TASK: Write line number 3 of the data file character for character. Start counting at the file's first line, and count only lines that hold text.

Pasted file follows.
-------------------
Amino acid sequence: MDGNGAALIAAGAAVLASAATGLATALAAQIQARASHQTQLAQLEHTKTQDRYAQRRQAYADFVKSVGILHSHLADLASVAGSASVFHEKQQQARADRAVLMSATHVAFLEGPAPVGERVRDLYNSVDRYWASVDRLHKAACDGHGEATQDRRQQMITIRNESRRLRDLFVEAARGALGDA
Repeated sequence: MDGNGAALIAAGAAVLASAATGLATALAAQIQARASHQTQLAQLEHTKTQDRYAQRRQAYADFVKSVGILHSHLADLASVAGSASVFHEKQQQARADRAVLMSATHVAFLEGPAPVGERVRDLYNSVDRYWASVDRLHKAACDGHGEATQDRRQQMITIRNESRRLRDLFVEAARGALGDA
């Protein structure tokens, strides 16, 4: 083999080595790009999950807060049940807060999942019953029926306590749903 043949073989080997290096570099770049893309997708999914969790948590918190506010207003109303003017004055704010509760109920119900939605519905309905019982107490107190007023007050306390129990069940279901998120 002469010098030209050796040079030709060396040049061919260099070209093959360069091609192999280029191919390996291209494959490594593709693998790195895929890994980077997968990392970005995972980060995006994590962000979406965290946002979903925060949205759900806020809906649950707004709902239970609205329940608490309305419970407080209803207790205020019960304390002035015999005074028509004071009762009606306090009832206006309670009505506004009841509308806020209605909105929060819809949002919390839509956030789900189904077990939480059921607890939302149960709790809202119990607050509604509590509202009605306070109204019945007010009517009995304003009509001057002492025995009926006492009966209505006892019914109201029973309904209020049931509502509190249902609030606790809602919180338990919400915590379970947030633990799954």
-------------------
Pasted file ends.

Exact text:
């Protein structure tokens, strides 16, 4: 083999080595790009999950807060049940807060999942019953029926306590749903 043949073989080997290096570099770049893309997708999914969790948590918190506010207003109303003017004055704010509760109920119900939605519905309905019982107490107190007023007050306390129990069940279901998120 002469010098030209050796040079030709060396040049061919260099070209093959360069091609192999280029191919390996291209494959490594593709693998790195895929890994980077997968990392970005995972980060995006994590962000979406965290946002979903925060949205759900806020809906649950707004709902239970609205329940608490309305419970407080209803207790205020019960304390002035015999005074028509004071009762009606306090009832206006309670009505506004009841509308806020209605909105929060819809949002919390839509956030789900189904077990939480059921607890939302149960709790809202119990607050509604509590509202009605306070109204019945007010009517009995304003009509001057002492025995009926006492009966209505006892019914109201029973309904209020049931509502509190249902609030606790809602919180338990919400915590379970947030633990799954």